Delaware: $10.50 per hour. Increasing to $11.75 on 1/1/23; $13.25 on 1/1/24; and $15.00 on 1/1/25.
Illinois: $12.00 per hour. Increasing to $13.00 on 1/1/23; $14.00 on 1/1/24; and $15.00 on 1/1/25.
Maine: $12.75 per hour. Adjusted annually on January 1.
Maryland: $12.50 for businesses with 15 or more employees and $12.20 for businesses with fewer than 15 employees.
•For businesses with 15 or more employees, the rate will increase to $13.25 on 1/1/23; $14.00 on 1/1/24; and $15.00 on 1/1/25.
•For businesses with fewer than 15 employees, the rate will increase to $12.80 on 1/1/23; $13.40 on 1/1/24; $14.00 on 1/1/25; $14.60 on 1/1/26; and $15.00 on 7/1/26.
Massachusetts: $14.25 per hour. Increasing to $15.00 on 1/1/23.
Minnesota: $10.33 per hour for large employers (annual gross revenue of $500,000 or more) and $8.42 per hour for small employers (annual gross revenue of less than $500,000). Adjusted annually on January 1.
Missouri: $11.15 per hour. Increasing to $12.00 on 1/1/23. Adjusted annually on January 1.
Montana: $9.20 per hour. Adjusted annually on January 1.
New Jersey: $13.00 per hour for employers with more than 5 employees; $11.90 per hour for seasonal employers and/or small employers with 5 or fewer workers; and $10.90 per hour for agricultural employers.
•For employers with more than 5 employees, the rate will increase to $14.00 on 1/1/23.
•For seasonal and small employers, the rate will increase to $12.70 on 1/1/23.
•For agricultural employers, the rate will increase to $11.70 on 1/1/23.
•Adjusted annually on January 1.
New Mexico: $11.50 per hour. Increasing to $12.00 on 1/1/23.
Ohio: $9.30 per hour for gross receipts of $342,000 or more; $7.25 per hour for gross receipts under $342,000. Adjusted annually on January 1.
Rhode Island: $12.25 per hour. Increasing to $13.00 on 1/1/23; $14.00 on 1/1/24; and $15.00 on 1/1/25.
South Dakota: $9.95 per hour. Adjusted annually on January 1.
Vermont: $12.55 per hour. Adjusted annually on January 1.
Virginia: $11.00 per hour. Increasing to $12.00 on 1/1/23.
Washington: $14.49 per hour. Adjusted annually on January 1.
State Minimum Wage Changes Going into Effect After January 1, 2022
Connecticut: $13.00 per hour, effective 8/1/21. Increasing to $14.00 on 7/1/22; $15.00 on 6/1/23; and then adjusted annually on January 1.
Florida: $10.00 per hour. Increasing to $11.00 on 9/30/22; $12.00 on 9/30/23; $13.00 on 9/30/24; $14.00 on 9/30/25; and $15.00 on 9/30/26.
Nevada: $10.50 per hour for employees without healthcare benefits; $9.50 per hour for employees with healthcare benefits. Effective on 7/1/22.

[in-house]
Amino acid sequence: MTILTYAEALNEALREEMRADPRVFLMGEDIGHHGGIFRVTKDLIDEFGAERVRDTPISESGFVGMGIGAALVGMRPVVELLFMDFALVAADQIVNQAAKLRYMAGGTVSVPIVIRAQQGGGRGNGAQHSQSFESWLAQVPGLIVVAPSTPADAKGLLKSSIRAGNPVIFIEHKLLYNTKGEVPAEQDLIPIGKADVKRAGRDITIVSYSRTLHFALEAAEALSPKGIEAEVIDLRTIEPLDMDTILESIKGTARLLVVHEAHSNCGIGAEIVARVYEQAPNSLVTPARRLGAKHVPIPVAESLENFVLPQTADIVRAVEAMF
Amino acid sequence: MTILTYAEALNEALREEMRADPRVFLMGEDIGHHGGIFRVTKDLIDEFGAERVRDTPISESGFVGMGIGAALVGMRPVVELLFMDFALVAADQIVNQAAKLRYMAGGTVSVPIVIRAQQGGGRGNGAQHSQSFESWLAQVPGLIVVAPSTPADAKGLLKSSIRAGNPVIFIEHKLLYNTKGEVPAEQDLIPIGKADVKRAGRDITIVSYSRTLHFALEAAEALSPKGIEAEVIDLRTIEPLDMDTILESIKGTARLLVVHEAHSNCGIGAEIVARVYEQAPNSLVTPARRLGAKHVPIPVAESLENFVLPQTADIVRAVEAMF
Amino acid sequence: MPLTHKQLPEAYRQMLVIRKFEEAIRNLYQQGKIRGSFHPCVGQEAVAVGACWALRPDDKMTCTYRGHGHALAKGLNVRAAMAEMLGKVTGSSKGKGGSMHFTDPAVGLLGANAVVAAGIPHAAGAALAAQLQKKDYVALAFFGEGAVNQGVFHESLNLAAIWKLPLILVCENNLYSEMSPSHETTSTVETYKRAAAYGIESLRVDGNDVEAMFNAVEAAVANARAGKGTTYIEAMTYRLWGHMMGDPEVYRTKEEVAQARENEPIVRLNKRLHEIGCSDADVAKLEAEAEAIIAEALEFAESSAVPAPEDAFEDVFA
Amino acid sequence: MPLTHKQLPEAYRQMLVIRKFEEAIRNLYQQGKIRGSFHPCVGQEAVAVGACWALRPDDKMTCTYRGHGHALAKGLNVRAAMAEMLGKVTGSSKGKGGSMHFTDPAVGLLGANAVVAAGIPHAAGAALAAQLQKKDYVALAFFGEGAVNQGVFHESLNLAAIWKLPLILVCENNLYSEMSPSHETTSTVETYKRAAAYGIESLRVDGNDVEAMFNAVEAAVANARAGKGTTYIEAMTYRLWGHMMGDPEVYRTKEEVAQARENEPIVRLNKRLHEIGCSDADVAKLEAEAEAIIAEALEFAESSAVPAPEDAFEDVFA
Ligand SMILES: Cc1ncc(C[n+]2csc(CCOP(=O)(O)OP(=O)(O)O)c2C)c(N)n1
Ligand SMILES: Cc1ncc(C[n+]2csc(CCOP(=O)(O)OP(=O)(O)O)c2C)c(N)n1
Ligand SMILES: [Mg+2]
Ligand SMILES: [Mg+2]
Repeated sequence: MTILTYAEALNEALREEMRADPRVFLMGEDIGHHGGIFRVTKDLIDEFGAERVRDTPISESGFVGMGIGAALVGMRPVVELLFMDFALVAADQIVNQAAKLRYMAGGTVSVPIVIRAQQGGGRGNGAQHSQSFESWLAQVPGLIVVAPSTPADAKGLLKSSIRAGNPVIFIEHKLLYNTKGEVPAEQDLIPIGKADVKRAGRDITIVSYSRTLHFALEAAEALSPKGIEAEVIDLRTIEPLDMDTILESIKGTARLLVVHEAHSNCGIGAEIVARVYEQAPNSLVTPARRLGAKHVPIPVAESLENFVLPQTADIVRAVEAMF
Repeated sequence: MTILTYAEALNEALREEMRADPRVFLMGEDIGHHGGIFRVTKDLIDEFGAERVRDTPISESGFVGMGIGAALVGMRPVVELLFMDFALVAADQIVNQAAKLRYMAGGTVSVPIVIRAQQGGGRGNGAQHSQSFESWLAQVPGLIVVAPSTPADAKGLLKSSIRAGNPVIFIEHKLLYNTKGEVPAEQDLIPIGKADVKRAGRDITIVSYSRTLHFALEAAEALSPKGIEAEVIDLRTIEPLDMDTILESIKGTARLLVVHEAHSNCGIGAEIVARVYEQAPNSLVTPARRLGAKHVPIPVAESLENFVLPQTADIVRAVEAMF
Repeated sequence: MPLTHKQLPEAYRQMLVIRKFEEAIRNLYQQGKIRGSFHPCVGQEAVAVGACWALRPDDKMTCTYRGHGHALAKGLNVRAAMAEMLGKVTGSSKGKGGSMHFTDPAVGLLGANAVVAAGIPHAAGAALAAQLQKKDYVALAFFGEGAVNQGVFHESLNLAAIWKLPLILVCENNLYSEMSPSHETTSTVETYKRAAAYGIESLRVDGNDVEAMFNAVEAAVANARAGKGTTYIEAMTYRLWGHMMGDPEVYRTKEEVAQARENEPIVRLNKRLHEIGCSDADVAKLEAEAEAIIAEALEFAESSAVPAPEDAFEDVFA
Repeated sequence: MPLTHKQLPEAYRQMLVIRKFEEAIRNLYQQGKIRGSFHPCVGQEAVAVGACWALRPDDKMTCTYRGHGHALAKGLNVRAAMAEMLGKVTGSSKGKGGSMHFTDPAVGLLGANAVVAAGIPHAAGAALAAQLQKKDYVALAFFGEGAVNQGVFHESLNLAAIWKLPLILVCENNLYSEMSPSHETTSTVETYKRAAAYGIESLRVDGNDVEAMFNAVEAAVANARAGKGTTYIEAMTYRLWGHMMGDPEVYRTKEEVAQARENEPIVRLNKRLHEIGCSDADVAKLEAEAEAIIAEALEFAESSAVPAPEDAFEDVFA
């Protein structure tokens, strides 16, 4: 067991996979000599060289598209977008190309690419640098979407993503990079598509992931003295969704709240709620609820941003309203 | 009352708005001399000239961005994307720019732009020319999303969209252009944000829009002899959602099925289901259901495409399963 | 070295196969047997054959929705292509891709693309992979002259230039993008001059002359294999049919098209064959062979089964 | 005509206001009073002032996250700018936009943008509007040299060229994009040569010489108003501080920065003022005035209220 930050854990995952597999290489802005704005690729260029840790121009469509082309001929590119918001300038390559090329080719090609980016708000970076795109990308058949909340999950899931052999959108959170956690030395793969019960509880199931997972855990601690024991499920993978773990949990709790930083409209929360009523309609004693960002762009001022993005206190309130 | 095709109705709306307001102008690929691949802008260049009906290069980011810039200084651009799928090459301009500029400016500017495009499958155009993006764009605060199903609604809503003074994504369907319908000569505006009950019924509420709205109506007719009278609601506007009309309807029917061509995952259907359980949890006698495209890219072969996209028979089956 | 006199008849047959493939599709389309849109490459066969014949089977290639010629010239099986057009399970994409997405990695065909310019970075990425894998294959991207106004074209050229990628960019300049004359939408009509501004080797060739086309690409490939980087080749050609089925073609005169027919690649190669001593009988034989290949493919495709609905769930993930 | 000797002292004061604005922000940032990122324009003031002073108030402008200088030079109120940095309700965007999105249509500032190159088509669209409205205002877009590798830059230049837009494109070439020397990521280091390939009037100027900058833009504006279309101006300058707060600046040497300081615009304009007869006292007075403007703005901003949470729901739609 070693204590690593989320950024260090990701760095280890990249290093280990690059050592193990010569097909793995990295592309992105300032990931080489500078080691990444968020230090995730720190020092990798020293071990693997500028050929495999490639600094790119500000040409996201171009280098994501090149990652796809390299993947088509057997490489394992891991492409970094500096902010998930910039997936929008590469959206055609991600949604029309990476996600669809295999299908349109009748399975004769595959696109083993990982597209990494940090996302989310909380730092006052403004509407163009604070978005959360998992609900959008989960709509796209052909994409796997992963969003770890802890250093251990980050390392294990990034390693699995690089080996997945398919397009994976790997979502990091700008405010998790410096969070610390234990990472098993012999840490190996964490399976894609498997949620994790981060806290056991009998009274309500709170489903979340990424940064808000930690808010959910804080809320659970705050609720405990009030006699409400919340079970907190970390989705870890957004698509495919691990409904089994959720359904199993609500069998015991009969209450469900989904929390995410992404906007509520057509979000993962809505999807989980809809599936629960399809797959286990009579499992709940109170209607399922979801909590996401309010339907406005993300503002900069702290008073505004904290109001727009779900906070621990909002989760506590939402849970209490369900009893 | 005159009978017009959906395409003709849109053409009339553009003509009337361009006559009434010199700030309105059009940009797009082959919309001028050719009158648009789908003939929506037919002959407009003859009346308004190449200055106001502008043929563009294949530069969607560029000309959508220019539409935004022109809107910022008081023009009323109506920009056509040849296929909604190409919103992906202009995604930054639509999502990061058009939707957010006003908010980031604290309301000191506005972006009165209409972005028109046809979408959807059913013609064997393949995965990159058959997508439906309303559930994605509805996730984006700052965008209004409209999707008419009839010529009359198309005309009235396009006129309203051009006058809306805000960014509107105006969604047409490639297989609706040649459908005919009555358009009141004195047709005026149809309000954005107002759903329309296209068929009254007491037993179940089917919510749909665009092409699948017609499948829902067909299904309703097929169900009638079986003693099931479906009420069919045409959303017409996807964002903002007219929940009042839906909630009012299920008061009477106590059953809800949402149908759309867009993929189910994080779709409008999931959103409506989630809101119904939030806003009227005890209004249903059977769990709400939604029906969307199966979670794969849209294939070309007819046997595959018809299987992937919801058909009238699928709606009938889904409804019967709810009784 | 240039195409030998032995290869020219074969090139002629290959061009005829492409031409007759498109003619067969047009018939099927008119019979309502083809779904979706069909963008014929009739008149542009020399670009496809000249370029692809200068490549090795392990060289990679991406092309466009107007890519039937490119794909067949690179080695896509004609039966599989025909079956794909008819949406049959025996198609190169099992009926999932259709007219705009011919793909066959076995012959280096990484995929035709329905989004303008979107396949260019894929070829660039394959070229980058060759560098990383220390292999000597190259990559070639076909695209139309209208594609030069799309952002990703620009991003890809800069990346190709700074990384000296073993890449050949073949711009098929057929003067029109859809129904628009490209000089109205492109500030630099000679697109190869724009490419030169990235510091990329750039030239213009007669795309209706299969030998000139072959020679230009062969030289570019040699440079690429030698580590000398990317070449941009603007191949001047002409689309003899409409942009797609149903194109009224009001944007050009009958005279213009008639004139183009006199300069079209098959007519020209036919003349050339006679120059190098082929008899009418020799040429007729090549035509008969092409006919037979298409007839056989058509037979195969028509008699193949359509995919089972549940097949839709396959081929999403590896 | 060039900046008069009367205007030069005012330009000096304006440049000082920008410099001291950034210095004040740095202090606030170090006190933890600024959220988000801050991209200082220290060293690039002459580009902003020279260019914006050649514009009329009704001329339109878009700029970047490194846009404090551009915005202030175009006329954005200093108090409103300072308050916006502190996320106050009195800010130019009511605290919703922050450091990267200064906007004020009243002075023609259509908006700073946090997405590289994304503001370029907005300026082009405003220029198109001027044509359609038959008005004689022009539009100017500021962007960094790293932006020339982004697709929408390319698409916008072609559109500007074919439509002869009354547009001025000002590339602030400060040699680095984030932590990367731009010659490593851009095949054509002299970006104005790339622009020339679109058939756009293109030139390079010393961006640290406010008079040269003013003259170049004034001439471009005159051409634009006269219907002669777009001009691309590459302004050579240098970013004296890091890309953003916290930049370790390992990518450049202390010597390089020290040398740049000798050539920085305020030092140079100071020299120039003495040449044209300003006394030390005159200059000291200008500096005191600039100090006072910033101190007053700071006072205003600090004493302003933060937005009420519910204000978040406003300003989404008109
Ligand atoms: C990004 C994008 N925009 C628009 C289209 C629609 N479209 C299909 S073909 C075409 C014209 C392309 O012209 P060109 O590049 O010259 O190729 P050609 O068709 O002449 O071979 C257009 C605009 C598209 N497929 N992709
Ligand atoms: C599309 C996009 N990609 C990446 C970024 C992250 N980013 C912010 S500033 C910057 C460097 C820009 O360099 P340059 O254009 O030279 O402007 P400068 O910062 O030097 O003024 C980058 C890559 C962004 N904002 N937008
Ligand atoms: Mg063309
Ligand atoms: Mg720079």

Oregon: An employer’s location affects the minimum wage rate:
•Within Portland’s urban growth boundary (metro area, including portions of Clackamas, Multnomah, and Washington counties): $14.75 per hour, effective on 7/1/22.
•Areas not in Portland’s urban growth boundary or one of the listed nonurban counties (urban counties, Benton, Clackamas, Clatsop, Columbia, Deschutes, Hood River, Jackson, Josephine, Lane, Lincoln, Linn, Marion, Multnomah, Polk, Tillamook, Wasco, Washington, and Yamhill counties): $13.50 per hour, effective on 7/1/22.
•The nonurban counties (rural counties, Baker, Coos, Crook, Curry, Douglas, Gilliam, Grant, Harney, Jefferson, Klamath, Lake, Malheur, Morrow, Sherman, Umatilla, Union, Wallowa, and Wheeler counties): $12.50per hour, effective on 7/1/22.
Minimum Wage Basics
The federal FLSA requires that a minimum wage be paid for all hours an employee is “suffered or permitted” to work for the employer (29 U.S.C. §203(g)) and that an overtime wage be paid for all hours “worked” over 40 in a week. The FLSA does not specifically define “hours worked” or place a limit on the number of hours an employee may work; it requires only that overtime be paid for any hours worked over 40.
Determining exactly what constitutes hours worked is essential in determining an employee’s compensation and compliance with both minimum wage and overtime requirements of the act.
Hours worked includes time during which an employee is “necessarily required to be on the employer’s premises, on duty or at a prescribed work place” (29 C.F.R. §785.7). This broad definition of hours worked may require that an employee be compensated for time the employer does not otherwise consider working time, such as travel time; waiting time; certain meal, rest, and sleep periods; and time the employee is required to spend in training, at seminars, or in meetings.
The courts and the U.S. Department of Labor, however, have developed a de minimis rule whereby employers may disregard insubstantial or insignificant periods of time beyond the scheduled working hours if, as a practical administrative matter, such time cannot be precisely recorded.
If employees are checking e-mails for 2 or 3 minutes, employers will likely not have to pay for this time. But if employees are spending 10 to 15 minutes after work hours, employers will have to pay employees for this work time. Also, the FLSA explicitly permits the rounding of an employee’s start and stop times.
Hours worked for purposes of the FLSA does not include time spent on call, time spent waiting to work, or time when an employee is required to carry a pager or cellphone, provided the employee is otherwise free to effectively use the time for his or her own personal purposes. The FLSA does not obligate employers to pay employees for holidays, vacation, or sick days.
The rules are strict, but the penalties are stricter. Paying employees properly now will help you avoid expensive fines, claims, and lawsuits down the line.